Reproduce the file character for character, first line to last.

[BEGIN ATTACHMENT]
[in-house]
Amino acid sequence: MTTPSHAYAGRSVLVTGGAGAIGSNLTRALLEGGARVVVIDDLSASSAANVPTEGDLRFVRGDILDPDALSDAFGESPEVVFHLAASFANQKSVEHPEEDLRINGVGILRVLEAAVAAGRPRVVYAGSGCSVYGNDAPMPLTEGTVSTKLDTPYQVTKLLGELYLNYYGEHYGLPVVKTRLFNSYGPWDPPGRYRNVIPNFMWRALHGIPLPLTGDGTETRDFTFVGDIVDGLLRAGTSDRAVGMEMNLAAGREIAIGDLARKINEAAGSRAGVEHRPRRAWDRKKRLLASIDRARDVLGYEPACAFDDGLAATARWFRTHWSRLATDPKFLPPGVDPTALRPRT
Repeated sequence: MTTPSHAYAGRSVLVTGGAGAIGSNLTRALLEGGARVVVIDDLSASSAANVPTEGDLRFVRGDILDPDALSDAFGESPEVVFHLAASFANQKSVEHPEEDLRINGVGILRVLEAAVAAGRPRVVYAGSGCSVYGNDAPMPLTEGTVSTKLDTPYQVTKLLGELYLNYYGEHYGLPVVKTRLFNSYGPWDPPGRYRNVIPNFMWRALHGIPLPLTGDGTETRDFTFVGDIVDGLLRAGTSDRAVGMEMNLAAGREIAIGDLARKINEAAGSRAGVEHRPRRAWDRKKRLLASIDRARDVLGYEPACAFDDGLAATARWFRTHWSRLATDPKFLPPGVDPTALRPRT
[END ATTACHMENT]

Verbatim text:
[in-house]
Amino acid sequence: MTTPSHAYAGRSVLVTGGAGAIGSNLTRALLEGGARVVVIDDLSASSAANVPTEGDLRFVRGDILDPDALSDAFGESPEVVFHLAASFANQKSVEHPEEDLRINGVGILRVLEAAVAAGRPRVVYAGSGCSVYGNDAPMPLTEGTVSTKLDTPYQVTKLLGELYLNYYGEHYGLPVVKTRLFNSYGPWDPPGRYRNVIPNFMWRALHGIPLPLTGDGTETRDFTFVGDIVDGLLRAGTSDRAVGMEMNLAAGREIAIGDLARKINEAAGSRAGVEHRPRRAWDRKKRLLASIDRARDVLGYEPACAFDDGLAATARWFRTHWSRLATDPKFLPPGVDPTALRPRT
Repeated sequence: MTTPSHAYAGRSVLVTGGAGAIGSNLTRALLEGGARVVVIDDLSASSAANVPTEGDLRFVRGDILDPDALSDAFGESPEVVFHLAASFANQKSVEHPEEDLRINGVGILRVLEAAVAAGRPRVVYAGSGCSVYGNDAPMPLTEGTVSTKLDTPYQVTKLLGELYLNYYGEHYGLPVVKTRLFNSYGPWDPPGRYRNVIPNFMWRALHGIPLPLTGDGTETRDFTFVGDIVDGLLRAGTSDRAVGMEMNLAAGREIAIGDLARKINEAAGSRAGVEHRPRRAWDRKKRLLASIDRARDVLGYEPACAFDDGLAATARWFRTHWSRLATDPKFLPPGVDPTALRPRT